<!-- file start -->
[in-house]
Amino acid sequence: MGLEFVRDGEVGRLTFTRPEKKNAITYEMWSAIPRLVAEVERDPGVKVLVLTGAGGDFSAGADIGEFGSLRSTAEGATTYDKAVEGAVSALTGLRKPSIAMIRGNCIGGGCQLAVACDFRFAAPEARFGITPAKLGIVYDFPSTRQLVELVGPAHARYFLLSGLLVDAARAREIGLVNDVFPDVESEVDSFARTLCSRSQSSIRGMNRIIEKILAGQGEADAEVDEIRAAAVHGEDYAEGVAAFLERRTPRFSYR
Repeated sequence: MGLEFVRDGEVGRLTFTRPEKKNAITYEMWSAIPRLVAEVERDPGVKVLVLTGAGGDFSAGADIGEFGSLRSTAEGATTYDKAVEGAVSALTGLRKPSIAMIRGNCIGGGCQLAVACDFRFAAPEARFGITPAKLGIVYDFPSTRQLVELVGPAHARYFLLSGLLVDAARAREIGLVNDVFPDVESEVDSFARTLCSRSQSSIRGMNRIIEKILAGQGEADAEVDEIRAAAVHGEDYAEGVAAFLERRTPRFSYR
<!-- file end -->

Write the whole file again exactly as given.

[in-house]
Amino acid sequence: MGLEFVRDGEVGRLTFTRPEKKNAITYEMWSAIPRLVAEVERDPGVKVLVLTGAGGDFSAGADIGEFGSLRSTAEGATTYDKAVEGAVSALTGLRKPSIAMIRGNCIGGGCQLAVACDFRFAAPEARFGITPAKLGIVYDFPSTRQLVELVGPAHARYFLLSGLLVDAARAREIGLVNDVFPDVESEVDSFARTLCSRSQSSIRGMNRIIEKILAGQGEADAEVDEIRAAAVHGEDYAEGVAAFLERRTPRFSYR
Repeated sequence: MGLEFVRDGEVGRLTFTRPEKKNAITYEMWSAIPRLVAEVERDPGVKVLVLTGAGGDFSAGADIGEFGSLRSTAEGATTYDKAVEGAVSALTGLRKPSIAMIRGNCIGGGCQLAVACDFRFAAPEARFGITPAKLGIVYDFPSTRQLVELVGPAHARYFLLSGLLVDAARAREIGLVNDVFPDVESEVDSFARTLCSRSQSSIRGMNRIIEKILAGQGEADAEVDEIRAAAVHGEDYAEGVAAFLERRTPRFSYR